4 time if it increases, decreases or stays as it is. Orthodontic discrepancy has the following features: 1) Quantitative: Describes the magnitude and severity of discrepancy in metric measurements. 2) Qualitative: Describes the quality of discrepancy in classes and types. 3) Dynamics: Describes the stability of discrepancy and its changes by age either soft and/or hard tissue. Whatever the type of orthodontic discrepancy: Dental, functional and/or skeletal is, the corner stone for successful management of any type of orthodontic discrepancy is through determination its stability nature followed by classifying the type of orthodontic discrepancy. Actually there are two main classes of orthodontic discrepancy depending on its stability, Class I which is stable orthodontic discrepancy while Class II is unstable orthodontic discrepancy, additionally Class II unstable orthodontic discrepancy could be divided into two divisions: Regressive orthodontic discrepancy and Progressive orthodontic discrepancy (Figures 3-5). Time No increase in deviation with time Deviation from Ideal Primary Mixed Permanent Figure 3. Stable discrepancy. Time Lesser deviation with time Deviation from Ideal Primary Mixed Permanent Figure 4. Regressive discrepancy. Time Greater deviation with time Deviation from Ideal Primary Mixed Permanent Figure 5. Progressive discrepancy. 187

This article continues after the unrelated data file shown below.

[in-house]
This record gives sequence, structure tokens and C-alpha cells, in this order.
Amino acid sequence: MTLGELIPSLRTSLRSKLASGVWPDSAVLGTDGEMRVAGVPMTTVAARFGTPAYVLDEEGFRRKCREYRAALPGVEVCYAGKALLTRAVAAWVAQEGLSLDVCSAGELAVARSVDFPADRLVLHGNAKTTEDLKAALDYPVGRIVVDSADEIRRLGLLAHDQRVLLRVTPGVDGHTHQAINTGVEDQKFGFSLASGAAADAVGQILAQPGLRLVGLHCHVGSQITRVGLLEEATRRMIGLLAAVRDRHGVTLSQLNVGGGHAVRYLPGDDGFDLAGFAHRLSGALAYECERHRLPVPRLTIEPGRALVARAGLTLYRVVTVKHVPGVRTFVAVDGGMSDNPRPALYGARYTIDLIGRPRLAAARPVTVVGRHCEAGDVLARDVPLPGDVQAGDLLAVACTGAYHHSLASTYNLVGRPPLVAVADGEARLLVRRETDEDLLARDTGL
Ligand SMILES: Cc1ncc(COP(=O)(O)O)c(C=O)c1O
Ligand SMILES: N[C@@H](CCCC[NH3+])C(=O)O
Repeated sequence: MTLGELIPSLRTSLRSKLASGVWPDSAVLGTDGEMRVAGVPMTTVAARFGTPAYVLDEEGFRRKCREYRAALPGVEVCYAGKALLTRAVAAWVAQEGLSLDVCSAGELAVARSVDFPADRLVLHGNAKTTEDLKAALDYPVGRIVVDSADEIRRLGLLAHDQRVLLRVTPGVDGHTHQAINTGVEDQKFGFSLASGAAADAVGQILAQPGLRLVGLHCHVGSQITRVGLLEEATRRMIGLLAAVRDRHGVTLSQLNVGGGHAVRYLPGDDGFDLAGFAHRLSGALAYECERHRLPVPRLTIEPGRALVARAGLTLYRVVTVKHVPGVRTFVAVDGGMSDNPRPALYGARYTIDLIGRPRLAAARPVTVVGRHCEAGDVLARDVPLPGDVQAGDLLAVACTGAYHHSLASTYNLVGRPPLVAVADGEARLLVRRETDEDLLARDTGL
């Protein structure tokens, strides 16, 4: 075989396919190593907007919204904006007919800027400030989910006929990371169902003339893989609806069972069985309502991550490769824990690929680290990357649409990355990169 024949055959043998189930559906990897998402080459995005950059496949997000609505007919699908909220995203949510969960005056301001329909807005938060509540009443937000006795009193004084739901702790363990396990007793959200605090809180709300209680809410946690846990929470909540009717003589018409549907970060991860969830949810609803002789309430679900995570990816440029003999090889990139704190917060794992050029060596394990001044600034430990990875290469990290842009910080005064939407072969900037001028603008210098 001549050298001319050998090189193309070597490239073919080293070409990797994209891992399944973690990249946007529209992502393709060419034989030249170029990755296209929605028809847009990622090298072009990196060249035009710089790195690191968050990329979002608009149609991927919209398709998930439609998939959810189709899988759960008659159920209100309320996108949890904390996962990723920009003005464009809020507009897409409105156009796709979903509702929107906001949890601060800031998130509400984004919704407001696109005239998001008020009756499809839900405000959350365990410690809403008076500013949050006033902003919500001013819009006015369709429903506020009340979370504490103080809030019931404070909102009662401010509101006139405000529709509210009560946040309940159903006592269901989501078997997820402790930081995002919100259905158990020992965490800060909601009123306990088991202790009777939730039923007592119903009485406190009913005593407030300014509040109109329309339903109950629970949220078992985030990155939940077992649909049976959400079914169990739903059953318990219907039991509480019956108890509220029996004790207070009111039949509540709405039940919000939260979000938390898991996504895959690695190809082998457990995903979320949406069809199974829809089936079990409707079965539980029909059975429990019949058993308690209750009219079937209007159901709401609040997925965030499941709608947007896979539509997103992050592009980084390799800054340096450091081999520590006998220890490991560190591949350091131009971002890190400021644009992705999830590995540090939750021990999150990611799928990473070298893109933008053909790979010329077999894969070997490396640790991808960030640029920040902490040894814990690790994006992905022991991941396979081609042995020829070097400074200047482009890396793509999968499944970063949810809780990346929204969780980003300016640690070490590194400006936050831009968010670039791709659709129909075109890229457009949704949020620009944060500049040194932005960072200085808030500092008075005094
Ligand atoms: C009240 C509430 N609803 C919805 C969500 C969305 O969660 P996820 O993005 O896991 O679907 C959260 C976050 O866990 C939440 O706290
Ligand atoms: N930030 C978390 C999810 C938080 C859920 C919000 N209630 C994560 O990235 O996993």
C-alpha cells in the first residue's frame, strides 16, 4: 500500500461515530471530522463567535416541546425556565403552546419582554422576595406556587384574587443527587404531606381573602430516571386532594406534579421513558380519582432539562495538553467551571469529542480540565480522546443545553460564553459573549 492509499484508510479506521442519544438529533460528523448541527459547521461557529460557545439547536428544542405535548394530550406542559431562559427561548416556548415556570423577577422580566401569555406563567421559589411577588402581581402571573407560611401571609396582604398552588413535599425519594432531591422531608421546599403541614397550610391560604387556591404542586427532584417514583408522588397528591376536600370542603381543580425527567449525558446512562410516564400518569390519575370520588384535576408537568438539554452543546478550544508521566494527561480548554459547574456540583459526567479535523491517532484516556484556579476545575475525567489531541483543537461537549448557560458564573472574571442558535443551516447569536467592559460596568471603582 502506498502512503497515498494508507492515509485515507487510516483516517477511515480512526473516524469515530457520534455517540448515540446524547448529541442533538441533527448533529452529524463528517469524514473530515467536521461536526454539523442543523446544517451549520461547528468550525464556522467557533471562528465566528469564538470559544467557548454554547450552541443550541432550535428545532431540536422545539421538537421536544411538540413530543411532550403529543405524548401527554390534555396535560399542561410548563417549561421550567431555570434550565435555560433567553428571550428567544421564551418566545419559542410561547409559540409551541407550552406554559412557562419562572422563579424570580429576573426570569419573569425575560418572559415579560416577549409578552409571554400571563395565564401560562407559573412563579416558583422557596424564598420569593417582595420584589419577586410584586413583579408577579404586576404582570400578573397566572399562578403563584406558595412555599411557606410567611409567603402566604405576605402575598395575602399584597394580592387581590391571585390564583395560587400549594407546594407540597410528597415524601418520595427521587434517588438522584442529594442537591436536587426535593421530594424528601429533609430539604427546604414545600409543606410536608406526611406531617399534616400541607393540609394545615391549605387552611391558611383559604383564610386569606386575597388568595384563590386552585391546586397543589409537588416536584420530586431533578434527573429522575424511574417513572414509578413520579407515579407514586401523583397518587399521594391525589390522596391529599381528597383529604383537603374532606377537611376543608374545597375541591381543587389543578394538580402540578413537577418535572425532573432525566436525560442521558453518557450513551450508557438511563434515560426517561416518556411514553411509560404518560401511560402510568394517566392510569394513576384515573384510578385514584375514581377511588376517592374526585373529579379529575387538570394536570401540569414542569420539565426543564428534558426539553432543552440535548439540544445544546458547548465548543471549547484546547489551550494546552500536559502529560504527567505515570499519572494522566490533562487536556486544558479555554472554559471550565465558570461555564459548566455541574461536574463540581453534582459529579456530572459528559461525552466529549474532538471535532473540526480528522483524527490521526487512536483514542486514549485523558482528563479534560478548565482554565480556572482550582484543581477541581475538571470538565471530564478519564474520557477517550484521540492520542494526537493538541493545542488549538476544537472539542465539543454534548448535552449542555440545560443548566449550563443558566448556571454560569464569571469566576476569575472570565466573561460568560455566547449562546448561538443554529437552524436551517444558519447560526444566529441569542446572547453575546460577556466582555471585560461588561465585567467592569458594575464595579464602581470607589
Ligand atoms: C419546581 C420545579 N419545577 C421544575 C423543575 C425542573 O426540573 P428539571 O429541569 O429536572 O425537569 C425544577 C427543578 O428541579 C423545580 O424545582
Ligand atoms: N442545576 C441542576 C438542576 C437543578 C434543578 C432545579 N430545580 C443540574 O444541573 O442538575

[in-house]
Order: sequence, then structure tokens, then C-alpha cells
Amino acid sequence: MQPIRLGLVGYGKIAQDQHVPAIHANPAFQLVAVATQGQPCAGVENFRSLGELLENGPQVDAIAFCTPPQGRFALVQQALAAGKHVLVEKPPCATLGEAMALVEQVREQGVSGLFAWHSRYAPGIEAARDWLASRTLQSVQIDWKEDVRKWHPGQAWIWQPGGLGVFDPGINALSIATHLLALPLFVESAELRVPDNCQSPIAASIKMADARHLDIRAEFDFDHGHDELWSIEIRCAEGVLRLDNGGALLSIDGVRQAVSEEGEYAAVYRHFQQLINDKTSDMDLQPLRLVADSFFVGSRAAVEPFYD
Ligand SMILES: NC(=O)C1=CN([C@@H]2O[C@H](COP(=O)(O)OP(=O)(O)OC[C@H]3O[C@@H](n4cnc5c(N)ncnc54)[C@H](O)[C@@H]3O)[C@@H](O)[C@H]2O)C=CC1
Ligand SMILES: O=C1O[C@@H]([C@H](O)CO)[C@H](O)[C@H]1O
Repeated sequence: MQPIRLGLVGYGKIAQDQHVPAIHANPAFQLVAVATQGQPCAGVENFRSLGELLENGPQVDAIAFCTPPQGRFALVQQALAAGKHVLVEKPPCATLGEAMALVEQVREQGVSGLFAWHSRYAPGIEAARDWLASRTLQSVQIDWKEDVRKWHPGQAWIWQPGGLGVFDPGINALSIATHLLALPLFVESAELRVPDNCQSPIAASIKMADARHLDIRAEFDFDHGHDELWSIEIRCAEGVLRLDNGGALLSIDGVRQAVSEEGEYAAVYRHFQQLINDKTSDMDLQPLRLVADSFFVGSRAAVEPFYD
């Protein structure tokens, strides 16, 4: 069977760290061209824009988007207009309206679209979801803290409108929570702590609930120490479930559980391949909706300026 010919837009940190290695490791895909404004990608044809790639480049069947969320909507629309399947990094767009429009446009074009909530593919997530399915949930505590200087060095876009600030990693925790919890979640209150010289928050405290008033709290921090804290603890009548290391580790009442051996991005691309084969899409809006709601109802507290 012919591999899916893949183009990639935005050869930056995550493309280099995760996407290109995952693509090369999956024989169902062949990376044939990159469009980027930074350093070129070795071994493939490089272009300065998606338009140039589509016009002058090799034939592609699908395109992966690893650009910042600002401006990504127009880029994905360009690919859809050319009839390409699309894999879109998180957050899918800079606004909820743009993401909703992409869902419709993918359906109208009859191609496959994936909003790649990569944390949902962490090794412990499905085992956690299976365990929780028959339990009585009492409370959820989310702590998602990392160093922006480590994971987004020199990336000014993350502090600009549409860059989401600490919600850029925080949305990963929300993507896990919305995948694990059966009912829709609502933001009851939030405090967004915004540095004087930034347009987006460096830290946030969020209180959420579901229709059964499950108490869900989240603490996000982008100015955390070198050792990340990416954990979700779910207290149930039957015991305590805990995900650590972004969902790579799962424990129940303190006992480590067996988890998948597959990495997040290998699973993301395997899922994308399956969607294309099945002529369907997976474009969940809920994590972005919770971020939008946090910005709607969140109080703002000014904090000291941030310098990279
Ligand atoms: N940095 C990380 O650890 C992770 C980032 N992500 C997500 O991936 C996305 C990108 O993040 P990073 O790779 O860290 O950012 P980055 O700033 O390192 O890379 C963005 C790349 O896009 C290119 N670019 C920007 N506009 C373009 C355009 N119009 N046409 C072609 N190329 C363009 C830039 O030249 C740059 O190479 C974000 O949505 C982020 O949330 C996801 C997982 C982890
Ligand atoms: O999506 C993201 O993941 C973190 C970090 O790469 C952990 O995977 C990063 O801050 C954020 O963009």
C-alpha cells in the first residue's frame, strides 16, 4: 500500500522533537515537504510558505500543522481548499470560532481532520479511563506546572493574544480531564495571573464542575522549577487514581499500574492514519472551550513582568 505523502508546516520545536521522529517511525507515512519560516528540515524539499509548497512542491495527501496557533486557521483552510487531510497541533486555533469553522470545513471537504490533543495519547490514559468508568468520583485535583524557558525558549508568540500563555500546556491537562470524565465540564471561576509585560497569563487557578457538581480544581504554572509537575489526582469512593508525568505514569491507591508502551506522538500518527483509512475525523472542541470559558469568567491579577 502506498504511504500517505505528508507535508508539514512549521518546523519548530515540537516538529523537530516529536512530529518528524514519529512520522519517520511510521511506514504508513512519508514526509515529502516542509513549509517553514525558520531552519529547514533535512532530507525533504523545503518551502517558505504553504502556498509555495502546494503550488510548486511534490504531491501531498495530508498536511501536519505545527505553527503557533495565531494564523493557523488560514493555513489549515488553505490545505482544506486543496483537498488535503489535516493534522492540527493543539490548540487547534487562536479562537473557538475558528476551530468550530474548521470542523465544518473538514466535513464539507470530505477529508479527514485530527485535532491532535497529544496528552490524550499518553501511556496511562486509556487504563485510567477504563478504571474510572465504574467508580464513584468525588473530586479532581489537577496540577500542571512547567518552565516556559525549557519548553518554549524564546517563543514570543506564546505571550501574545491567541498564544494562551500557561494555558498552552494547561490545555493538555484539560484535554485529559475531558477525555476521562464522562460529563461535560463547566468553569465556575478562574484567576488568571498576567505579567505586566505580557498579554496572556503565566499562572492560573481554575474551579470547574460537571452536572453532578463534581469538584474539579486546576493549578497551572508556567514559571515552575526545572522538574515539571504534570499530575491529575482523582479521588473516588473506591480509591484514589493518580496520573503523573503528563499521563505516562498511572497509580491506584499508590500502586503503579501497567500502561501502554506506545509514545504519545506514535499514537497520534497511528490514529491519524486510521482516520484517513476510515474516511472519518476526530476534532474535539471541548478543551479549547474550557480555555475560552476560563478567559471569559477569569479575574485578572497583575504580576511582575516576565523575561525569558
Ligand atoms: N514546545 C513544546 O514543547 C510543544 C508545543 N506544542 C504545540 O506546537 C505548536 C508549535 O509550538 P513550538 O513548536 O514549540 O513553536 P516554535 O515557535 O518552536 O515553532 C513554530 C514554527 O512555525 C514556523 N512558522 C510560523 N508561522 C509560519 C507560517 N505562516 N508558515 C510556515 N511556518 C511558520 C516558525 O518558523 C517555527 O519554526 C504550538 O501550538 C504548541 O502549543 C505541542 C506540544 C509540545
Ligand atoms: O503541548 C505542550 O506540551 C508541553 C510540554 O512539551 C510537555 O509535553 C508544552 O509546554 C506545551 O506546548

5 So every orthodontist should ask the following question if he/she is reluctant about when start orthodontic treatment Is this orthodontic discrepancy is stable or not? if it is stable orthodontist could postpone treatment and start treatment later unless it is not stable so. Which division is it regressive or progressive? In case of regressive orthodontic discrepancy class, there will be improving in the clinical situation in contrast to the progressive class in which worsening in the clinical situation will be. It is possible now to be at least semi-quantitative about the limits of orthodontic treatment, in the context of producing normal occlusion. As the diagrams of the envelope of discrepancy (Figure 1, Figure 2, Figure 6 and Figure 7) indicate, the limits vary both by the tooth movement that would be needed (teeth can be moved further in some directions than others) and by the patient s age (the limits for tooth movement change little if any with age, but growth modification is possible only while active growth is occurring) [5] [6]. Growth modification in children enables greater changes than are possible by tooth movement alone in adults, as some conditions that could have been treated with orthodontics alone in children (e.g., a centimeter of overjet) become surgical problems in adults. On the other hand, some conditions that initially might look less severe (e.g., 5 mm of reverse overjet), can be seen even at an early age to require surgery if they are ever to be corrected [5]. For patients whose orthodontic problems are so severe that neither growth modification nor camouflage offers a solution, surgery to realign the jaws or reposition dentoalveolar segments is the only possible treatment option left. One indication for surgery obviously is a malocclusion too severe for orthodontics alone [7]. The envelope of discrepancy (Figure 1, Figure 2, Figure 6 and Figure 7) shows the amount of change that could be produced by orthodontic tooth movement alone (the inner envelope of each diagram); orthodontic tooth movement combined with growth modification (the middle envelope) and orthognathic surgery (the outer envelope). Note that the possibilities for each treatment are not symmetric with regard to the planes of space. There is more potential to retract than procline teeth and more potential for extrusion than intrusion. Since growth of the maxilla cannot be modified independently of the mandible, the growth modification envelope for the two jaws is the same. Surgery to move the lower jaw back has more potential than surgery to advance it [5] [6]. Keep in mind that the envelope of discrepancy outlines the limits of hard tissue change toward ideal occlusion, if other limits due to the major goals of treatment do not apply. In fact, soft tissue limitations not reflected in the envelope of discrepancy often are a major factor in the decision for orthodontic or surgical-orthodontic treatment. Measuring millimeter distances to the ideal condylar position for normal function is problematic, and measuring distances from ideal esthetics is impossible [5]. Palatal Buccal Figure 6. With the ideal position of the upper incisors shown by the origin of the x and y axes, the envelope of discrepancy shows the amount of change that could be produced by orthodontic tooth movement alone (the inner envelope of each Diagram); orthodontic tooth movement combined with growth modification (the middle envelope) and orthognathic surgery (the outer envelope). Note that the possibilities for each treatment are not symmetric with regard to the transverse and vertical planes of space. 188